By Jonathan Fildes
Science and technology reporter, BBC News, San Francisco
Fuel subsidies that allow fishing fleets to "plunder" the deep seas should be scrapped, claim a group of leading international scientists.
Slow-growing coral species are at risk from trawling
They said more than $150m (£80m) was paid to trawler fleets, promoting overfishing of unviable resources.
In particular danger were slow-growing deep-sea fish and coral species caught by bottom trawling, they argued.
2006 UN talks failed to implement a ban on the method, which uses heavy nets and crushing rollers on the sea floor.
"Eliminating global subsidies would render these fleets economically unviable and would relieve tremendous pressure on overfishing and vulnerable deep-sea ecosystems," said Dr Rashid Sumaila, of the University of British Columbia.
Eleven nations have bottom-trawling fleets, with Spain's being the biggest.
Researchers at the University of British Columbia estimate that without subsidies, these fleets would operate at a loss of $50m (£27m) annually.
Most of the subsidies were for fuel, the marine researchers said, which allows the trawlers to travel far out to sea and drag the heavy nets needed for bottom-trawling.
"There is surely a better way for governments to spend money than by paying subsidies to a fleet that burns 1.1 billion litres of fuel annually to maintain paltry catches of old-growth fish," said Dr Daniel Pauly, one of the researchers who has looked at the issue.
Japan, South Korea, Russia, Australia and France are amongst the other countries that subside their trawlers.
Continuing payments to these fleets would inevitably lead to depleted fisheries, said Dr Pauly.
"You get a signal from the stock - I am old, I am rare and I am depleted," he said.
"Subsidies allow you to overlook that signal and keep fishing to the end."
Deep-sea species that are currently caught by deep-sea trawling methods include orange roughy, previously known as slimeheads, and Patagonian toothfish, better known as Chilean sea bass.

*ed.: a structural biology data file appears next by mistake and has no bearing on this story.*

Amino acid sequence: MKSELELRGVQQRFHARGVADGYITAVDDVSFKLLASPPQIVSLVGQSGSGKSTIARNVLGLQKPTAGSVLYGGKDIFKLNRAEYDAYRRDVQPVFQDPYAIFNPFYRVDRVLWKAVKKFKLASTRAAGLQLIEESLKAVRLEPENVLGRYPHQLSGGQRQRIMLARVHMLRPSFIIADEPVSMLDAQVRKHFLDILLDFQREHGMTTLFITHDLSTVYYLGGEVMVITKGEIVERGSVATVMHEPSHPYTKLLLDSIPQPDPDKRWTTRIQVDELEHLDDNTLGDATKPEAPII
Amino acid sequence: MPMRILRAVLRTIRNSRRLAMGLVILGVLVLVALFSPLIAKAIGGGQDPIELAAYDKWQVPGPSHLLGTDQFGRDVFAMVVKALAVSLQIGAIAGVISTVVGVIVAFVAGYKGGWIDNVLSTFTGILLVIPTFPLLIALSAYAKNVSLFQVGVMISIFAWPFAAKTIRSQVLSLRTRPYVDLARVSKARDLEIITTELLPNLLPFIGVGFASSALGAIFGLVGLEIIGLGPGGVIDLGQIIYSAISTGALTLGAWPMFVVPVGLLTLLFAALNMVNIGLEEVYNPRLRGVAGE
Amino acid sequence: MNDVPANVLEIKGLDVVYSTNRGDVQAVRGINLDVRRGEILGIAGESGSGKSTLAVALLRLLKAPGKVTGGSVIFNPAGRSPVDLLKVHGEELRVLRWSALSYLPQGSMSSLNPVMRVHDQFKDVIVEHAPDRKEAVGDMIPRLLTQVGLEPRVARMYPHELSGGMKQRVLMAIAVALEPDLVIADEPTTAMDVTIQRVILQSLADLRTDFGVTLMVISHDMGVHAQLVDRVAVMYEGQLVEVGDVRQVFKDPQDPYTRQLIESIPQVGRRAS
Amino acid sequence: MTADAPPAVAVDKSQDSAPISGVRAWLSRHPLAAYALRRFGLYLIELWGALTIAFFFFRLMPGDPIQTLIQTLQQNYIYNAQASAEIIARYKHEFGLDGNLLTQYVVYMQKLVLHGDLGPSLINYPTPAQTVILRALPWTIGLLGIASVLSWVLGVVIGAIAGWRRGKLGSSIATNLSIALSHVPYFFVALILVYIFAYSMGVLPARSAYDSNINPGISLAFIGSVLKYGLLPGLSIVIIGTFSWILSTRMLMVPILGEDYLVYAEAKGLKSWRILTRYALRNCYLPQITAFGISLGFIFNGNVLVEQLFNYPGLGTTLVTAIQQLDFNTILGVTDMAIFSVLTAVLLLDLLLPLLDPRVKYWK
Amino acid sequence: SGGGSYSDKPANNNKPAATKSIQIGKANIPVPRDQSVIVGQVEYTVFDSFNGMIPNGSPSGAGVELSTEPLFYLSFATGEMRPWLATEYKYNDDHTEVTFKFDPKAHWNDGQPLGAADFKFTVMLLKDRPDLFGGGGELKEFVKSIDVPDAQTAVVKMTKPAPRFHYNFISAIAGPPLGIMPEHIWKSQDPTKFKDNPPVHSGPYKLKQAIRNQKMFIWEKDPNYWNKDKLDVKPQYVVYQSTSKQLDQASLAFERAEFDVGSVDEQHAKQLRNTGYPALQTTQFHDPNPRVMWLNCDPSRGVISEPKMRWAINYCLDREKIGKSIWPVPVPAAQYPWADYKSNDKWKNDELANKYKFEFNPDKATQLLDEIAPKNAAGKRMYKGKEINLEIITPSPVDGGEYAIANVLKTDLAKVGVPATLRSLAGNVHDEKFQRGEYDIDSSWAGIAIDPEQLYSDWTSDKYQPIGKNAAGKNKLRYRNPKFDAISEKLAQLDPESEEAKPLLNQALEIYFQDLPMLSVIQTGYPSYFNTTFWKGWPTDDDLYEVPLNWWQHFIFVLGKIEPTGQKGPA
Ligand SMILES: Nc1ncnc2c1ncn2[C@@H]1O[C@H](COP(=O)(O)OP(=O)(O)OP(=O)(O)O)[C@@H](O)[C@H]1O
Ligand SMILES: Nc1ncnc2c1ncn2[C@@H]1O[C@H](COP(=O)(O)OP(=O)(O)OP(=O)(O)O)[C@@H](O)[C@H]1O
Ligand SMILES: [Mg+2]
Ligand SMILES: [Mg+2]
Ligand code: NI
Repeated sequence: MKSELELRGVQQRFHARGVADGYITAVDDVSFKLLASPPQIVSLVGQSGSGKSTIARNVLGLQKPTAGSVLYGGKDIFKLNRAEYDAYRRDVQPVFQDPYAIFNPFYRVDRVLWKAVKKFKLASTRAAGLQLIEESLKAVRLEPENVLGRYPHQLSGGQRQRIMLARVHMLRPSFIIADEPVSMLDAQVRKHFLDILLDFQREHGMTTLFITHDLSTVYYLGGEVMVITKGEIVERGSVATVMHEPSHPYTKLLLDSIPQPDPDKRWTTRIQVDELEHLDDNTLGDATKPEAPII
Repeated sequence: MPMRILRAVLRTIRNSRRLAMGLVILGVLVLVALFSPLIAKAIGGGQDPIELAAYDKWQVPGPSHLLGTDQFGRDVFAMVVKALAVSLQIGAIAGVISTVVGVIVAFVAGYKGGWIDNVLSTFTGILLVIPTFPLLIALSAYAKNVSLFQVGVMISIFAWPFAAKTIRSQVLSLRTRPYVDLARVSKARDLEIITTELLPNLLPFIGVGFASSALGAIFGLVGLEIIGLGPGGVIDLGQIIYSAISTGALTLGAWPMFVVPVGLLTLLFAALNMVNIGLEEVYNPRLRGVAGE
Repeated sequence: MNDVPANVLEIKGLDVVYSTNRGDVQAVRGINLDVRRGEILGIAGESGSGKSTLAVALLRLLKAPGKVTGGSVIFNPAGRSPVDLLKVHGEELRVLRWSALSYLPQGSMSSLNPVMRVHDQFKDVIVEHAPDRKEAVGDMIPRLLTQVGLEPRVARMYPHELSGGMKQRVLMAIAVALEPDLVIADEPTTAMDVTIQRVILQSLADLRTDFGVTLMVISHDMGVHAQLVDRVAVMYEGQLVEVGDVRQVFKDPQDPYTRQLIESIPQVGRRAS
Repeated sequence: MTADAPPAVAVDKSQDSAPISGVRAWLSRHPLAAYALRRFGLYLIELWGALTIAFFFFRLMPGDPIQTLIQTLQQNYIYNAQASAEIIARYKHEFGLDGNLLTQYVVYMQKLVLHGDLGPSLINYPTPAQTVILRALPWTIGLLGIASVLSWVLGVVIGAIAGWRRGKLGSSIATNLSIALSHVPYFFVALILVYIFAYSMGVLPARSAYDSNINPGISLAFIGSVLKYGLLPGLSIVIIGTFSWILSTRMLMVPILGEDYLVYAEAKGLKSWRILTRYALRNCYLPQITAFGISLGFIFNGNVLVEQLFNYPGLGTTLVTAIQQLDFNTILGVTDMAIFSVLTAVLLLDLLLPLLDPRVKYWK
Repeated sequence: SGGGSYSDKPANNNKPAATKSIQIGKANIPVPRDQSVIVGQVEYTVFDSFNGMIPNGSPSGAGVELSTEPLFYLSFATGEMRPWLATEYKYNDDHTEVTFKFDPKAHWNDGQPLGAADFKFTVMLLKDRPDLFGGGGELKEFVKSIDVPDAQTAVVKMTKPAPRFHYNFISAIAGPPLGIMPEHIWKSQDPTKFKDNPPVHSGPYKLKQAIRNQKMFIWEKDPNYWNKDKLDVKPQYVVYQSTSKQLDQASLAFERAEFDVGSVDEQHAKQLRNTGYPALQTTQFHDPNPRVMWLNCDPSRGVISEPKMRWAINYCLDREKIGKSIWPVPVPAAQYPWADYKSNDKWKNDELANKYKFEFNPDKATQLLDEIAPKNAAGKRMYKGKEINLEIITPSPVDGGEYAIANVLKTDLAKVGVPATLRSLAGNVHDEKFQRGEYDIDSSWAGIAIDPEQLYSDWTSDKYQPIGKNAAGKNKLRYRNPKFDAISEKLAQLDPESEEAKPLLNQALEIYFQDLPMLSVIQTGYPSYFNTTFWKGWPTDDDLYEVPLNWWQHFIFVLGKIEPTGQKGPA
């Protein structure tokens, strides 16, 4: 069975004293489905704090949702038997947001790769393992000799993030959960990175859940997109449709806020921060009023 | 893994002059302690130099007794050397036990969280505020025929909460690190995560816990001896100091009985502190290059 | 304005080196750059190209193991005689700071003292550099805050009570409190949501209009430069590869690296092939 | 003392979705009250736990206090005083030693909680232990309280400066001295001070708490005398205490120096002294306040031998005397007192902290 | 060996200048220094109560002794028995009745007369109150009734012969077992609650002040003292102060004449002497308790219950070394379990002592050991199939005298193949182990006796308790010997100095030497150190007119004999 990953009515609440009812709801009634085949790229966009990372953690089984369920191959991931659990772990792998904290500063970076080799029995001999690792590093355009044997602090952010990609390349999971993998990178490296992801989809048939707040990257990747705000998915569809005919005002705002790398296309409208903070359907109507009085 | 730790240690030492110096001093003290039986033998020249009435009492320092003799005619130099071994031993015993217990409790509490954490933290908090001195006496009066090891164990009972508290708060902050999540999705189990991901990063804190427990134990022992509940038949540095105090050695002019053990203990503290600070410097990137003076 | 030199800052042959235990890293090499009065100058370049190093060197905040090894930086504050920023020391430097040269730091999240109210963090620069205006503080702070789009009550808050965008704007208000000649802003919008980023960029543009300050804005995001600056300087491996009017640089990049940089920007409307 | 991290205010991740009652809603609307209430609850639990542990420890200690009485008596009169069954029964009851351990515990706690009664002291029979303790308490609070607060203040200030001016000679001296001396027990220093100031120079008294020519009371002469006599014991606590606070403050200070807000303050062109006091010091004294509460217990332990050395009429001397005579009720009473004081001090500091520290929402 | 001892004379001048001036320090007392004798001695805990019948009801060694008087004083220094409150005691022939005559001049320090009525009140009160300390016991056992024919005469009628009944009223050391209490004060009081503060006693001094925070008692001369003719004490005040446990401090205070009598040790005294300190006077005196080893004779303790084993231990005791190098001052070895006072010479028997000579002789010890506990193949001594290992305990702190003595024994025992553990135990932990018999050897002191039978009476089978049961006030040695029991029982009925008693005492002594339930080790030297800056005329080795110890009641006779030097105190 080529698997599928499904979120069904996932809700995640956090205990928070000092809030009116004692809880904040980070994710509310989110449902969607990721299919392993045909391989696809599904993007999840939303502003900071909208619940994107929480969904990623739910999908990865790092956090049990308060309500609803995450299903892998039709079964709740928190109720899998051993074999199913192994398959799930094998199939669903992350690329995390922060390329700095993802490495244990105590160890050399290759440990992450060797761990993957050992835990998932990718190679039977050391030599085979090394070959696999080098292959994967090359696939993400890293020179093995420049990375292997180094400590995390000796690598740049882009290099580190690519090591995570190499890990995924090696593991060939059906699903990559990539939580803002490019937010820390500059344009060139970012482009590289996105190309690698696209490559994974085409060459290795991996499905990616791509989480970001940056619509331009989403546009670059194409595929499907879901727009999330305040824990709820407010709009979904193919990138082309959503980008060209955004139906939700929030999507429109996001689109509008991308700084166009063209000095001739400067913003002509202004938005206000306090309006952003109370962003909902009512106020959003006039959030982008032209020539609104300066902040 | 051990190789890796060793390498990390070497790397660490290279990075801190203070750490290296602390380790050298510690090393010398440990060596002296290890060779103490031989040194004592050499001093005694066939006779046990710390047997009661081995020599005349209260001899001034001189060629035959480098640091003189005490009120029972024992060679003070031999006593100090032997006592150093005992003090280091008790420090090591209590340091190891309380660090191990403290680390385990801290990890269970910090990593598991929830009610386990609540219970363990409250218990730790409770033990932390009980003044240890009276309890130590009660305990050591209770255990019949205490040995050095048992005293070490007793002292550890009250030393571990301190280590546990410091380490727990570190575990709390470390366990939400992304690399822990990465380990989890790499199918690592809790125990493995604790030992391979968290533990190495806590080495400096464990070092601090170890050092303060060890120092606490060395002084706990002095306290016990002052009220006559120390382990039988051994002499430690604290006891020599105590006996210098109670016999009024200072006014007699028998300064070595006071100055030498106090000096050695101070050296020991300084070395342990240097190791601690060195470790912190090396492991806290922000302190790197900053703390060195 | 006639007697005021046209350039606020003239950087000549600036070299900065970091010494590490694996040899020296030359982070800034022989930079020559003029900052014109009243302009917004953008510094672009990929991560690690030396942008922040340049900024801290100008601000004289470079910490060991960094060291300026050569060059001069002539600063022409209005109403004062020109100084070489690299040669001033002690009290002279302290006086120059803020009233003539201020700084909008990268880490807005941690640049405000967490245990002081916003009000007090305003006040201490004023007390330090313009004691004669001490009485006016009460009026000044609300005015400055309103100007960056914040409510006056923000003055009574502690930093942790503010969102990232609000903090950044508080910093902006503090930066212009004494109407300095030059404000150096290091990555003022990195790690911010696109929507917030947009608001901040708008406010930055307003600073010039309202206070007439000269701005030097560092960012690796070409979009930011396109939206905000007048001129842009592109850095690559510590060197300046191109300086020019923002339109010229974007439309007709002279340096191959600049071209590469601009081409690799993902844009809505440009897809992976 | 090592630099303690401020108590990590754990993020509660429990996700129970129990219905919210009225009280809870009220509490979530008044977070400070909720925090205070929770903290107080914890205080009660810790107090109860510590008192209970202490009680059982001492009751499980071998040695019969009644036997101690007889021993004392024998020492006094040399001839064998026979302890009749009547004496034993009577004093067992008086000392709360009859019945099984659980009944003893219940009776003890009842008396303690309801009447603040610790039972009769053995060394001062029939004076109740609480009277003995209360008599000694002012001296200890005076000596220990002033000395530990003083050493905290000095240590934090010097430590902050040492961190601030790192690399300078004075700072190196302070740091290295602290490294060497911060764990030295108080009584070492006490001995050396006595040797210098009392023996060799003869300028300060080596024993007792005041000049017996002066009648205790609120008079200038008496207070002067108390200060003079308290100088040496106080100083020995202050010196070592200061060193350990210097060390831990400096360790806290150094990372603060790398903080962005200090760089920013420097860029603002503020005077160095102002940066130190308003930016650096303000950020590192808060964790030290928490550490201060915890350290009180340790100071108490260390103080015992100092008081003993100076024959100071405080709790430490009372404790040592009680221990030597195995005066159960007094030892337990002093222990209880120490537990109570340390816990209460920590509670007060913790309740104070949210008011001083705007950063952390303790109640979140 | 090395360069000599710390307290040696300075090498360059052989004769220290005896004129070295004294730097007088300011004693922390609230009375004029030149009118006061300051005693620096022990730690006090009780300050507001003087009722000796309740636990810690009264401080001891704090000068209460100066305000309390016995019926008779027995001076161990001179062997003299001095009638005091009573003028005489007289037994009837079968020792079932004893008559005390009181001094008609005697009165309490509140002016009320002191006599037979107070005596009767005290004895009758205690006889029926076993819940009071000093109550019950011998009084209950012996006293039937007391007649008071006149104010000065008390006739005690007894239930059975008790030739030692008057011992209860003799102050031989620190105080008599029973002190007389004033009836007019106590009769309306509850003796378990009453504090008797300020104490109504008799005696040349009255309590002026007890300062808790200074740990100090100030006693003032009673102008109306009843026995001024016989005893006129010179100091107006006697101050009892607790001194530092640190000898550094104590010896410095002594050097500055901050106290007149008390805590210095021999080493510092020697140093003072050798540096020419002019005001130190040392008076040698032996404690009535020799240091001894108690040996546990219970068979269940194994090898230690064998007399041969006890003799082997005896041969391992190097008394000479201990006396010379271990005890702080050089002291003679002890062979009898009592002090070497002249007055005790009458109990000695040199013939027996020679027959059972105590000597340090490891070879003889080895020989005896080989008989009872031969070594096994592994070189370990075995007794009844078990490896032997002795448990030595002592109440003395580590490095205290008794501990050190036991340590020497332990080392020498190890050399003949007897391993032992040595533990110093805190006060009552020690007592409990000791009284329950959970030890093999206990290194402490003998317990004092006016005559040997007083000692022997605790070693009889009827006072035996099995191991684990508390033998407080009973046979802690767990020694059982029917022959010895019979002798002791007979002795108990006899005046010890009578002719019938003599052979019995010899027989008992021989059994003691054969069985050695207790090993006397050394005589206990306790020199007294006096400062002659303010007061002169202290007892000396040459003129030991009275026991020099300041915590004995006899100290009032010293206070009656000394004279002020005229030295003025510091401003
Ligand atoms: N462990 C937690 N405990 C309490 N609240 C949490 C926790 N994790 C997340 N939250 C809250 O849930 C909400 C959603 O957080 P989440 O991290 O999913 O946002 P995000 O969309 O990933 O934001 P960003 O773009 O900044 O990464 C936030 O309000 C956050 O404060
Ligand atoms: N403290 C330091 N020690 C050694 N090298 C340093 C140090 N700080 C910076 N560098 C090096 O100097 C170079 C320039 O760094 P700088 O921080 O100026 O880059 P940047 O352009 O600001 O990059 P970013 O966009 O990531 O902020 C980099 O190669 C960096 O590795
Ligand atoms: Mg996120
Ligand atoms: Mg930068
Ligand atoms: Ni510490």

The fish were renamed to be more palatable to consumers.
Cold-water species like the orange roughy are particularly at risk because they lead such long lives.
"This is a species that grows so slowly that it might not reach sexual maturity until it is 34 years old and they live to be 150 years old," said Dr Selina Heppell, from Oregon State University.
"There is a strong correlation between living a long time and not reproducing very quickly so they are very easy to over exploit."
The fish also tend to cluster around seamounts and cold-water coral reefs.
Because deep-sea fishing methods are so indiscriminate these ecosystems can easily be destroyed.
"The corals like the fishes are extremely slow growing; they're also extremely long lived," said Dr Murray Roberts of the Scottish Association for Marine Science.
Species can live for up to 2,000 years, making them the longest-lived organisms in the sea.
"These animals can live for hundreds of years but they can be removed in one sweep," he said.
They are also important he said because the corals were an archive of past climates, locking in the chemical signatures of past sea water.
"We not only run the risk of losing a structure that supports fish but also a climate archive that we have only just begun to unravel," said Dr Roberts.
Last year, conservation groups and governments from countries such as the Netherlands and Norway argued for a ban on bottom-trawling at the United Nations.
But the talks ended with only an agreement for some precautionary measures to ensure that trawlers do not cause significant damage to marine ecosystems.
The compromise declared areas where deep-sea corals and other vulnerable species occur closed to bottom-trawling, unless fishing nations can prove their activities will do no harm.
And on 2 February this year, Japan, Korea, Russia and the US agreed to phase in a management plan for deep-sea fisheries around seamounts in the Northwest Pacific.
But even with these agreements, the scientists, assembled in San Francisco for the American Association for the Advancement of Science (AAAS) annual meeting, believe subsides need to be scrapped.
"From an ecological perspective, we cannot afford to destroy the deep sea," said Dr Sumaila.
"From an economic perspective, deep-sea fisheries cannot occur without government subsidies.
"The bottom line is that current deep fisheries are not sustainable."